Insight Communication provides cable service for Northern Kentucky, and is still contemplating rate changes that would go into effect in March. Officials for that company would not comment on their rate plans.
For 2004, the cost of basic or lifeline cable, typically about 10 to 15 channels, went down in most areas.
But the biggest area of complaint from local customers and national advocates alike is that they are changing how the companies charge, grouping different services into new packages.
"That's the biggest issue I have with them, is that you have to buy a whole bunch of stuff you don't want to get stuff that you do want," said Jack Jacobs, an Indian Hill lawyer who is seeing his monthly bill go from about $76 to more than $80.
"I will say that the quality and service has been fine. But I just cut a bunch of stuff out to try and save some money, and it looks like I might be cutting again."
The rate increases follow a nationwide trend noted by the Federal Communications Commission last summer. In its annual report on cable rates, the commission reported that standard cable had gone up an average of 8.2 percent to $40.26 in cities where there was no competition for the year ending July 2002.
A basic rate for each level of service for each community is set by a formula created by the FCC based on per-capita income in that community, among other factors.
Individual providers can then decide to go up to that maximum rate or price below it, depending on competitive situations, and they also might have a "legacy" rate based on the rates previously set by another company that may have been bought out.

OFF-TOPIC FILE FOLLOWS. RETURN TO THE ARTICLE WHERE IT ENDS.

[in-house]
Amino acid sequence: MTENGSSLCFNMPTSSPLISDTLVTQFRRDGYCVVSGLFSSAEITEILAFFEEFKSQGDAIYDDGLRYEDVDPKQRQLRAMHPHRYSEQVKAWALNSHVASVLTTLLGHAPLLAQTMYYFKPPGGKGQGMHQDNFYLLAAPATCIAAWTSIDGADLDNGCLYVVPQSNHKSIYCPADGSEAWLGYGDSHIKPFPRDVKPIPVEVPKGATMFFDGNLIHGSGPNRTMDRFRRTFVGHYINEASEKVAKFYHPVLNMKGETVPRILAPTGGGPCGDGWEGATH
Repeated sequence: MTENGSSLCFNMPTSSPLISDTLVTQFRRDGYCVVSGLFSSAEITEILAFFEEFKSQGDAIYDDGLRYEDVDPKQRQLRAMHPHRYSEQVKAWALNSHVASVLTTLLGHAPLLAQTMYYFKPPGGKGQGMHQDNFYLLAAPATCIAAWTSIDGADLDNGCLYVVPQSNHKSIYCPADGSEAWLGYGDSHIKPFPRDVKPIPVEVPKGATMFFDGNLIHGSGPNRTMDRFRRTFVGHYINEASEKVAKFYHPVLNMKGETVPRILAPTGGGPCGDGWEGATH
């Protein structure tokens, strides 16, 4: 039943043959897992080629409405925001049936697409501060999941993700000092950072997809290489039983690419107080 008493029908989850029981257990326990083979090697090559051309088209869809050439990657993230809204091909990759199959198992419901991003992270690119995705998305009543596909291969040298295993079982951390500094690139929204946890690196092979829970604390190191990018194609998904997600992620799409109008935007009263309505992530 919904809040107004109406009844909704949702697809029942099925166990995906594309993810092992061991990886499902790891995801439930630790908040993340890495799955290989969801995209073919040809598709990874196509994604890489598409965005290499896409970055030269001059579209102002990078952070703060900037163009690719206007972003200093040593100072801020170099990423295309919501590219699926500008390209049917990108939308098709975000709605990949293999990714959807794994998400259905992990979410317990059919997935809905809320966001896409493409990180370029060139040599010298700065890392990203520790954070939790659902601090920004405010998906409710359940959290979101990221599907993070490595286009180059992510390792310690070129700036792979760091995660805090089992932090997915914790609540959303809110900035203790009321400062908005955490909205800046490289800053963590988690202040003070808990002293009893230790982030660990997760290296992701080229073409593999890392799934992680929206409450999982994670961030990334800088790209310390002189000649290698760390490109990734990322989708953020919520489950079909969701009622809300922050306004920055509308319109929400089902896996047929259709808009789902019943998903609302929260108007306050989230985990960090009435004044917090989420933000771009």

Last year's FCC report noted that the average number of channels offered on standard cable actually went up to 62.5, dropping the average per-channel price.
Still, the 2002 increase was more than the national five-year average annual increase of 7.1 percent.
"They are overcharging consumers by $4 billion to $6 billion a year now, and it has beaten the rate of inflation by nearly 8 percent," said Mark Cooper, director of research for the Consumer Federation of America, a Washington-based advocacy group. "The industry is exercising its market power and no one has been able to discipline them. They say that their costs are going up, but all they are doing is adding new stuff and new equipment."
National and local cable rates still are higher than most prices offered by satellite services such as DirecTV and The Dish Network.
Those companies were aggressive over the holidays, offering three rooms and installation for free along with gift cards from several major retailers as incentives, and second-tier service along with local channels for about $45 a month.
Consumer advocates, however, note that satellite competition has done little so far to curb cable rate hikes.
Despite the rise in prices, Time Warner Cable's Mooney and other cable providers say they are remaining competitive by providing a better value.
"If you look at us on an actual cost basis, including all the local service we provide, we still feel that we are the low-risk option to the customer," Mooney said.